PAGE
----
As I have come to know this camera, I have learned that there are many advantages to it, and some disadvantages.  The biggest disadvantage with this camera, aside from the bulky design, is the viewfinder blackout, and lack of mirror return.  As I'm used to the Exakta and Contaflex SLR cameras, this is not an issue for me, but was rather disconcerting the first time I had used this camera, and wasn't used to a non-returning mirror.
The other disadvantage is the location of the shutter release button.  I'm not quite sure why it is in the location that it is, but it's a little out of the way, and honestly, it's also very easy to accidentally press when you pick it up.
And lastly, the shutter is a 1/500s leaf shutter.  It does have other speeds, like 8s to 1/500s +T, nope.  No BULB mode!  The T is a real PITA to use, as you have to slide a little lever on the lens to set it.  As with such, you also have to have a battery for the shutter to operate at any other speed but 1/500s.  This draw back is easily noticed in cold weather, as the cold will cause the battery to seemingly drain rapidly as it gets colder, and colder.
But those are all issues that are easily over come.  The advantages to this camera are many!  Larger negatives/transparencies.  Beautiful clean, sharp, and easy to see viewfinder, whether you are using the PRISM or the WLF it is very easy to focus with.  The 645 frame size is wonderful for landscapes or portraits!
Although I haven't used it much for landscape work, it has proven itself to be a very versatile camera! Spending most of its time on a shelf or being used in studio, I intend on taking it out for outdoor work, and on location shoots.  The camera spent much of its life as a Wedding Camera, so I don't see why it can't spend its time as another portrait camera.
15 frames per roll make it the right amount of frames for a portrait session.  Not too many, and not too few.  Don't get me wrong, there's nothing wrong with 6x6 or 6x7 (or even 6x9), but 645 is a great size and gives you just the right amount of frames.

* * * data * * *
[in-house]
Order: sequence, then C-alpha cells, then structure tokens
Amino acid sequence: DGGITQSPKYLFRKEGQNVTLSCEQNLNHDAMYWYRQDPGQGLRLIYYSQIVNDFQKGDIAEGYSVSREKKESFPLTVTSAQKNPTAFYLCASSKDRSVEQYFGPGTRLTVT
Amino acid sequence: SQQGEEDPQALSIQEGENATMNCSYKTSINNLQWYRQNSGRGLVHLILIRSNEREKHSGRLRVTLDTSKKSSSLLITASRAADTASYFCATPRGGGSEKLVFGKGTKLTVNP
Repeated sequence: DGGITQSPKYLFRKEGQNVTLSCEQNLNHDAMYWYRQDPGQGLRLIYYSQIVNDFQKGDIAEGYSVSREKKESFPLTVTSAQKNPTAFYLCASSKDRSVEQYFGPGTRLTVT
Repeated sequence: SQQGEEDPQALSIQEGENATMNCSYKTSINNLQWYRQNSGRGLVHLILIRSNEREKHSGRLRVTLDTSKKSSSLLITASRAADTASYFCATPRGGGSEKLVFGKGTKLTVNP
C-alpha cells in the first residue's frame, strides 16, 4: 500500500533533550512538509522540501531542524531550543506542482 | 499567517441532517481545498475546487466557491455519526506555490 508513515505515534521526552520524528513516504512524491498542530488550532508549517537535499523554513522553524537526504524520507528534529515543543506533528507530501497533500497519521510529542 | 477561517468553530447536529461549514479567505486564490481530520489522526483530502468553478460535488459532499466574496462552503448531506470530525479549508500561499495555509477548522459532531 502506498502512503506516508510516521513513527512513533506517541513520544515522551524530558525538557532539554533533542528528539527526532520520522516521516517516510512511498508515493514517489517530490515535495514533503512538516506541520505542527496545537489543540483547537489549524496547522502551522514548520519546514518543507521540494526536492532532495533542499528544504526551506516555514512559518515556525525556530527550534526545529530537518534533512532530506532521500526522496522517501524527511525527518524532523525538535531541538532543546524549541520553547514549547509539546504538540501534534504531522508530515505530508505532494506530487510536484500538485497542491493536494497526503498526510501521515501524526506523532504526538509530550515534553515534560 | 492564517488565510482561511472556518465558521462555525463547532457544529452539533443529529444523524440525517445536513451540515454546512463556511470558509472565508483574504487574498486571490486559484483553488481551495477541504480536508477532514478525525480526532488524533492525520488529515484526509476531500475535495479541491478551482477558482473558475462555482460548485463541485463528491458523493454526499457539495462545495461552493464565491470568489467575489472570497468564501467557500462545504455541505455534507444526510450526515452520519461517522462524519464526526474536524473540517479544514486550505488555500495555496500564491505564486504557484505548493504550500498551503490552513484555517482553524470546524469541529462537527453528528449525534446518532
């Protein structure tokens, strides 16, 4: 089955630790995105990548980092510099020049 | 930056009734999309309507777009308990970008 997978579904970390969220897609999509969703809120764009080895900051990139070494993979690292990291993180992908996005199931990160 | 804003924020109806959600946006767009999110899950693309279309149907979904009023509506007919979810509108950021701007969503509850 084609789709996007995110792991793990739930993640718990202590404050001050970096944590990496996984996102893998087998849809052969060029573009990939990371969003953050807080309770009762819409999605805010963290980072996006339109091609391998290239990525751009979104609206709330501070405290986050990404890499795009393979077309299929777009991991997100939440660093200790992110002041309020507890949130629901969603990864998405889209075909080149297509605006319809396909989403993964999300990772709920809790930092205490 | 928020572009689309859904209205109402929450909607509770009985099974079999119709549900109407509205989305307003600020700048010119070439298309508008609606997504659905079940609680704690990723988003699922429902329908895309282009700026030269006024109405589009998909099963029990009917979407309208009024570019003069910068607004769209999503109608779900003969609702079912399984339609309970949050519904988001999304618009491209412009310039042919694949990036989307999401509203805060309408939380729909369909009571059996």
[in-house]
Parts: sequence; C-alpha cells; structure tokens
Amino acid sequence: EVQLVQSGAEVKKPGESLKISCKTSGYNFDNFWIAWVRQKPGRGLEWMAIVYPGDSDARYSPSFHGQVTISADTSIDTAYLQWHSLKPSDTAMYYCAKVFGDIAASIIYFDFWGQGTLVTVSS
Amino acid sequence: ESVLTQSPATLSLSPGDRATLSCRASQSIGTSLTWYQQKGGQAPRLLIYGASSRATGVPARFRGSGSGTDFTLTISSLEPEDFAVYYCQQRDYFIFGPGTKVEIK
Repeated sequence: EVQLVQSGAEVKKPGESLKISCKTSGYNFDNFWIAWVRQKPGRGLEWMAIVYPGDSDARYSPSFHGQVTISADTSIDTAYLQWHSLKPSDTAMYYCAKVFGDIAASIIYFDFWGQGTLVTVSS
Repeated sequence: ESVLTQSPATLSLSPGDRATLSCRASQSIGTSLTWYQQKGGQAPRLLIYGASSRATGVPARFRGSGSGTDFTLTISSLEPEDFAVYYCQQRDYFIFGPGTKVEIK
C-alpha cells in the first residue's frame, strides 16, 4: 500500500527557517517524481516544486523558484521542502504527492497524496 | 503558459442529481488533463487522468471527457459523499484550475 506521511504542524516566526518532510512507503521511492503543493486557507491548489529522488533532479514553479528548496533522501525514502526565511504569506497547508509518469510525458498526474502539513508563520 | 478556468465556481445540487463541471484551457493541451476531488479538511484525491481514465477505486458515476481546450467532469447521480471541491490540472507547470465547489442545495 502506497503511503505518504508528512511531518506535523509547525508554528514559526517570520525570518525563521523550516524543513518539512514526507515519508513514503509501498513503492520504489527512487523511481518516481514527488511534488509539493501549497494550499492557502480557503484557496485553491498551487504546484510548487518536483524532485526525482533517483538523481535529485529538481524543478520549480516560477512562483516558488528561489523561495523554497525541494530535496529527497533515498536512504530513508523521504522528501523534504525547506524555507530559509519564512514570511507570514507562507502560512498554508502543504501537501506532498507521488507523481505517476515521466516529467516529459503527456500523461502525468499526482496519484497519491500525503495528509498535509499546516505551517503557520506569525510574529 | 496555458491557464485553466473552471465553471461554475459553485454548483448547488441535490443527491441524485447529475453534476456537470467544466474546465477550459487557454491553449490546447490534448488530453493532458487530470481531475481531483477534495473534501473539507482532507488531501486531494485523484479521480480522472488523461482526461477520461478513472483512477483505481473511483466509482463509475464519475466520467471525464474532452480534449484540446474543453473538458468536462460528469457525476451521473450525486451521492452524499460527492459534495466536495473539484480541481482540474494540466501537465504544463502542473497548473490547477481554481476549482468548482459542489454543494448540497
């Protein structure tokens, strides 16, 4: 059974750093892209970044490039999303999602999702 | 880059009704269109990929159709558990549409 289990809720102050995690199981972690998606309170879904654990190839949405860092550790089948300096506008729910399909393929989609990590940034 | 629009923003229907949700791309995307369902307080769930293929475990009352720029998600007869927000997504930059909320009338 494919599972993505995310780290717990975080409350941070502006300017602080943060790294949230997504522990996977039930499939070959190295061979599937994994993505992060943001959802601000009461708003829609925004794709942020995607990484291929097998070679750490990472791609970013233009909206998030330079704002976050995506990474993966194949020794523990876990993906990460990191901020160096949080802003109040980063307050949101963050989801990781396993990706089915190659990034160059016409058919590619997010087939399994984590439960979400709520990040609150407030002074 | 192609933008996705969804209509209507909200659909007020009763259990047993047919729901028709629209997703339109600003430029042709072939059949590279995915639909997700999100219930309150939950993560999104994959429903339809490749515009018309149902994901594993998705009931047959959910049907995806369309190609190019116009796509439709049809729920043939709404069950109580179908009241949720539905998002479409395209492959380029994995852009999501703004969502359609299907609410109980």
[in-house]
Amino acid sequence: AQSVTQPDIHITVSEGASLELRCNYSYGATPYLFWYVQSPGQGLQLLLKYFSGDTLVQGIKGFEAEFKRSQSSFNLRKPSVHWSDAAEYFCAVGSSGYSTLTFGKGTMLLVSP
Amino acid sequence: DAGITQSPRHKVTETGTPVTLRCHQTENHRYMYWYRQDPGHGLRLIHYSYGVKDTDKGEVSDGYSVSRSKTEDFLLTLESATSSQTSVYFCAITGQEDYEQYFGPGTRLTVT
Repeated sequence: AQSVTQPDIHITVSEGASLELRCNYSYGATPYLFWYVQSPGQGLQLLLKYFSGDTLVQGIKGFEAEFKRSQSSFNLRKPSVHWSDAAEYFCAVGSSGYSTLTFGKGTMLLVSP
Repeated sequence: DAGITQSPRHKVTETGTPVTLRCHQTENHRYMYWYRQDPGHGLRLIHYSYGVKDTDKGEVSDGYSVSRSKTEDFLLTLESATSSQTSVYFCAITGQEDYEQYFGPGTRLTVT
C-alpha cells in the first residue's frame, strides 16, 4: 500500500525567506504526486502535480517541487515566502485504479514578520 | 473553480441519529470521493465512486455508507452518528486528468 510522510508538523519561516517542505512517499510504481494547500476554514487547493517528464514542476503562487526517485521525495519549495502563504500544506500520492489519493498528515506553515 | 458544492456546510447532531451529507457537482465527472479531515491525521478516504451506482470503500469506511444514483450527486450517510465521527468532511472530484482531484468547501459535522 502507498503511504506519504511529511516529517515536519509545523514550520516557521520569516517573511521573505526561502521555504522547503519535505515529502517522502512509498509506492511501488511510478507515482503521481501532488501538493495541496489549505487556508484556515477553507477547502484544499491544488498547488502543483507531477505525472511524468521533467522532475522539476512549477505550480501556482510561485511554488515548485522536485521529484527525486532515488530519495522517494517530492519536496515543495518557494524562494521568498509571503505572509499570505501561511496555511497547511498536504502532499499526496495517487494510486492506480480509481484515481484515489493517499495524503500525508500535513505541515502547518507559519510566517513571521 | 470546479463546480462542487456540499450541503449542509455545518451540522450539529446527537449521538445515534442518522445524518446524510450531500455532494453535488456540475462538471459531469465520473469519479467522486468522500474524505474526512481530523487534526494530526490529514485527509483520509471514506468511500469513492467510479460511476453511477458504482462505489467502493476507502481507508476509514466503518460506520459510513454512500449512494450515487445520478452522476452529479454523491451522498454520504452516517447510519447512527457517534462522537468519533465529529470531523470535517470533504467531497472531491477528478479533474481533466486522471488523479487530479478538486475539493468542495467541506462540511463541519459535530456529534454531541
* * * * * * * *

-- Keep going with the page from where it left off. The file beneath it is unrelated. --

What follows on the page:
Having said that, of course, I don't quite understand what happened to frame #16 with this camera, as a 120 roll of film using the 645 frame size should get 16 frames, but Mamiya and Zenza both only let you shoot 15 frames, which is very odd.  Nonetheless, the quality of the lenses, and the camera, truly make up for the loss of a single frame, in spades!
With only a couple of lenses, the 75mm PE and 150mm MC, I have the two main focal lengths covered.  Thing is I would love to get more than just these two lenses.  I want to be able to do better, wider, landscapes, and would love to one day get my hands on the 40mm, but just isn't feasible at the moment.  The other lens is the 100-200mm zoom, which is a beautiful lens.
But unfortunately, it'll have to wait.

For me, the Bronica was a camera I wanted.  I definitely wanted this camera, and had been looking for one for a while. Originally it was a Bronica SQ-AI that I was looking for, but changed my mind quickly when I saw this one.
Sure, the SQ is a great system, and 6x6 frame size would be perfect, plus the Nikkor lenses.  But I was after a system that was a little different.  Not a Mamiya, or a Pentax, so I went with Zenza.
The 645 frame size is the size I also wanted to go with so I could squeeze in a couple more frames per roll, and I am very happy I went with this system.

So if you're in the market for a Medium Format camera, want something economical, yet still classified as a professional camera that has been used, and is still being used, by wedding and portrait photographers around the world?
You can't go wrong with a Bronica ETRs system.

Zenza Bronica ETRs Single-Lens Reflex